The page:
How is it when you as a student meet Prince Charles and you have a unique opportunity to present him your work?
They are used to going to conferences, where they present their research to aces of the academic world. But at the end of March a few students of Masaryk University tried something rather different: they presented their research to the Prince of Wales, who had expressed the wish for a discussion with students of Masaryk University on environmental protection to take place within his official visit to the Czech Republic.
Among those who had the opportunity to introduce their work to Prince Charles was doctoral student of Geography Olga Bohuslavová. To begin with she didn’t know whom she would be meeting. “Professor Prošek called me, but it was only much later that he told me it was somebody from the Royal Family,” she remembers. It was from the website of the British Embassy in Prague that she found out she would be talking to the heir to the British throne. “The fact that Prince Charles was coming to the Czech Republic had been known for a couple of weeks. At the university we were hiding something that the public had known for quite a while,” Olga smiles.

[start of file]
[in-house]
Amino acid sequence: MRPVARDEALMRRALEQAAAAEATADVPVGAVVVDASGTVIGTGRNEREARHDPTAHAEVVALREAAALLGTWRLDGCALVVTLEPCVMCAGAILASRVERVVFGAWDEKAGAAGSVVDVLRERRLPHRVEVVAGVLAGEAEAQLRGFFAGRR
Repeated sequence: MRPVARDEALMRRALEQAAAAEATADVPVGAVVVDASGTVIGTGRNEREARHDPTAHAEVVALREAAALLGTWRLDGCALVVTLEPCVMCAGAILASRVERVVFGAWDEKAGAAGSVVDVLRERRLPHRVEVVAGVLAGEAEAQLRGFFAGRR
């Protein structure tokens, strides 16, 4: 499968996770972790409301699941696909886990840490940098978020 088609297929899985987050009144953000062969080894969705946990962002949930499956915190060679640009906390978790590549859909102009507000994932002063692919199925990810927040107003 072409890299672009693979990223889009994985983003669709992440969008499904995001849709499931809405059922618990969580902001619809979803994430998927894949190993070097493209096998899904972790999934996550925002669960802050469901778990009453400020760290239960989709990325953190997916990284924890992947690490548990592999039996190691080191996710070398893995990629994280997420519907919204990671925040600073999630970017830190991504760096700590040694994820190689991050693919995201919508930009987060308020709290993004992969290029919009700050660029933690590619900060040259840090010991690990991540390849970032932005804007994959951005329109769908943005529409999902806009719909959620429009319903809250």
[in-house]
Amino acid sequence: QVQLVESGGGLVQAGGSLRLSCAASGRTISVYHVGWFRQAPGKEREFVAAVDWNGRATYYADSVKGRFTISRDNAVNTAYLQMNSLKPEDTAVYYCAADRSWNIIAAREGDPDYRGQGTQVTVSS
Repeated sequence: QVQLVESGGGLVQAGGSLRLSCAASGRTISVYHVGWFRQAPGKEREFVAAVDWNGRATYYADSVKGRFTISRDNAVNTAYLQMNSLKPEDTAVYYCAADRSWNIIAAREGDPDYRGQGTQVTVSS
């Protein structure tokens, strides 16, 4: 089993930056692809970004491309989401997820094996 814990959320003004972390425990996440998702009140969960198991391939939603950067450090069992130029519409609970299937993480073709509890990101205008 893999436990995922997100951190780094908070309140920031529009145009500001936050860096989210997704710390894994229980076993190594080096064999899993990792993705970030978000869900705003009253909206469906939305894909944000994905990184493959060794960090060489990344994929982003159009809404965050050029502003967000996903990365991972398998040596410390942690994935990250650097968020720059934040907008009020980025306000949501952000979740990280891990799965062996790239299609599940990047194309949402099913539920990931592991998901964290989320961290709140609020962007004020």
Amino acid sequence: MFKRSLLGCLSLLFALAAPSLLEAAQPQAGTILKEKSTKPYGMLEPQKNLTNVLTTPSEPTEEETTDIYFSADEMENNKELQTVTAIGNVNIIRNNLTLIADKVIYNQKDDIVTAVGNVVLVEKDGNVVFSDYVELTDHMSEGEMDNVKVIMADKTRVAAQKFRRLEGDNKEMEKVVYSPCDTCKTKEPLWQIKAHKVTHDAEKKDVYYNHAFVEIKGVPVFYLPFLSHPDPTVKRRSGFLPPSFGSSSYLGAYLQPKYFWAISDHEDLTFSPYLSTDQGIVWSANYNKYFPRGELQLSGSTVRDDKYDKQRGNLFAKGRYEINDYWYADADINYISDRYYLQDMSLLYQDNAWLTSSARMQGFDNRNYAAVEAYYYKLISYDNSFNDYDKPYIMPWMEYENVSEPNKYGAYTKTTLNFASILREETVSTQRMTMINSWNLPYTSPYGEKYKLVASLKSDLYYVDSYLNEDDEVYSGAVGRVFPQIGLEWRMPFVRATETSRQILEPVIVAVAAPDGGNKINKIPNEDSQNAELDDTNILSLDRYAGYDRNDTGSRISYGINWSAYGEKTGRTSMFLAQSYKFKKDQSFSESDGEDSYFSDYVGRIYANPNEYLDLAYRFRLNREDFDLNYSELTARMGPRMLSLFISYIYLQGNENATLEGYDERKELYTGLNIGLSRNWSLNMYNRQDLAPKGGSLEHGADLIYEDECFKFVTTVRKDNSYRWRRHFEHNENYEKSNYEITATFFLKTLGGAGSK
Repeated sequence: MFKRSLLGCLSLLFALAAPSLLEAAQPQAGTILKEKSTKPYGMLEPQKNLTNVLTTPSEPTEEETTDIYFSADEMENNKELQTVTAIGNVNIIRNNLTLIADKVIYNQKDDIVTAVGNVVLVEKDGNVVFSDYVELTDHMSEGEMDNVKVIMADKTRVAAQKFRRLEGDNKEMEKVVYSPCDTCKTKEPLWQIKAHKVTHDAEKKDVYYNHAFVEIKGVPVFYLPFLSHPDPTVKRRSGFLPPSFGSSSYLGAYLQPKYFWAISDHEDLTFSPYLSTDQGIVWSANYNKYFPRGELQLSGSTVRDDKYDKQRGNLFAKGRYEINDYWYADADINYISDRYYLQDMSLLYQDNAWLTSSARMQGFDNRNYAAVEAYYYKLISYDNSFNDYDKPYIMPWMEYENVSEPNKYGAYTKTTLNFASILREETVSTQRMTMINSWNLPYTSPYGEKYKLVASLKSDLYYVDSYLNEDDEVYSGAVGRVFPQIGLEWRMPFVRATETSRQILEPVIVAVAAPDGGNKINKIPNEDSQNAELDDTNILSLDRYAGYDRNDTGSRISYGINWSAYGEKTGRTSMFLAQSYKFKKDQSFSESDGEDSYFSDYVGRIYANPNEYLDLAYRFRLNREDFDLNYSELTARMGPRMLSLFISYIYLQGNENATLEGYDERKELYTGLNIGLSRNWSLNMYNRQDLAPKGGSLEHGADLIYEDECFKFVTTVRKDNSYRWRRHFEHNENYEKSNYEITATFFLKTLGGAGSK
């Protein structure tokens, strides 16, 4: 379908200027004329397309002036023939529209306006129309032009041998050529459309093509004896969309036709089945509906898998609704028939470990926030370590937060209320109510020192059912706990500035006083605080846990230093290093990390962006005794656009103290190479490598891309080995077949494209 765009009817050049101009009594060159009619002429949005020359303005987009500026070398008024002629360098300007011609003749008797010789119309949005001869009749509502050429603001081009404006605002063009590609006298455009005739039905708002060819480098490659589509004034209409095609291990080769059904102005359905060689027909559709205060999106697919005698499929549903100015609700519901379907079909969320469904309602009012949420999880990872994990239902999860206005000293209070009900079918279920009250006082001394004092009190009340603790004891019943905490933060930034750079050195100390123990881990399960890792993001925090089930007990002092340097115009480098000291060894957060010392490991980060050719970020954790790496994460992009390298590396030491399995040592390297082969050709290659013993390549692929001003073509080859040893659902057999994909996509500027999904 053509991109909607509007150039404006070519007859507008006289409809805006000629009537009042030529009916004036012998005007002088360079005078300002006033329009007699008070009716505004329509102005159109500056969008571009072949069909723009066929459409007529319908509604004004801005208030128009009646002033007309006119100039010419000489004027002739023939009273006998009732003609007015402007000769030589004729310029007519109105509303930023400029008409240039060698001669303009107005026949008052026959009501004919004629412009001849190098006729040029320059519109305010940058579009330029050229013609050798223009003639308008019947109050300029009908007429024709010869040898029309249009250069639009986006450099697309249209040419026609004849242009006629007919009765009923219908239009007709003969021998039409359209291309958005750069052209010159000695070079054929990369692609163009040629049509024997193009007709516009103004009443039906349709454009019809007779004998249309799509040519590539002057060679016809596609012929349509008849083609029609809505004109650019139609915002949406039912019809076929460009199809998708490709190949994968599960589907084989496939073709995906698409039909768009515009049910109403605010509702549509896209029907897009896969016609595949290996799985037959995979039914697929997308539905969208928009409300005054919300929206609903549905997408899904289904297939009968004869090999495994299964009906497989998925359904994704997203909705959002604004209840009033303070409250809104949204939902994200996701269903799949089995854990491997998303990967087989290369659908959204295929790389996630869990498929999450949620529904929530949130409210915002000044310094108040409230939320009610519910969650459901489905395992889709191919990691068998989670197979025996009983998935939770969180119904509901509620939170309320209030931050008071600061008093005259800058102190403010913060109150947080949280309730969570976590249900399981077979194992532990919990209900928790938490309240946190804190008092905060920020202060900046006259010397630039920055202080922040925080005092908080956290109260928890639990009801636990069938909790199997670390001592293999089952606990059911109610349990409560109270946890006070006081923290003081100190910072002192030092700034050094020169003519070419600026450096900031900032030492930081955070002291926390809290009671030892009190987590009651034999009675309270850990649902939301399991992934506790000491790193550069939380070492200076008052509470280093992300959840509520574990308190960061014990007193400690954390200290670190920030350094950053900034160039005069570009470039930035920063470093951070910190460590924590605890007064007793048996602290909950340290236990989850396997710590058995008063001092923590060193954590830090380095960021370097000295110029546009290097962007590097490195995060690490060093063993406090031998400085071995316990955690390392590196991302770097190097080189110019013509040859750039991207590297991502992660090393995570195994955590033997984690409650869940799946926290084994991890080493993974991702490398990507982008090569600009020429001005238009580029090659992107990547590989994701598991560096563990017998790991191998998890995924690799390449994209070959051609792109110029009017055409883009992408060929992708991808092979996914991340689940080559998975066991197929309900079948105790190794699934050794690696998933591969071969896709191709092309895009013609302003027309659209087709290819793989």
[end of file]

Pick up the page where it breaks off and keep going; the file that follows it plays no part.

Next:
What made Olga deserving of a place among the two dozen students chosen? Above all her work in research connected with climate change. She is part of the research team which works in Antarctica, where she pursues her interest in the ecology of lichens. Also her ability to speak English with ease was important. “But I and my friends still watched the Prince’s speeches on the internet beforehand to make sure we had a perfect understanding of his English,” she confesses.
The meeting with Prince Charles passed incredibly quickly; his programme in the Czech Republic was planned minute by minute. Each of students had exactly three minutes for her presentation, which was to be in the spirit of popular science. But this didn´t mean that the students just talked and Prince sat and nodded his head in the manner of an examiner. “The Prince interrupted us quite a lot, asking about the research and also joking a bit. For example, I showed him photos of the research team in Antarctica and he looked for me among the people in caps and anoraks. And he found me,” says Olga Bohuslavová with a smile. The young scientist admits that she was very nervous before the meeting, but the famous visitor put her at her ease. “Everything went very naturally,” she adds.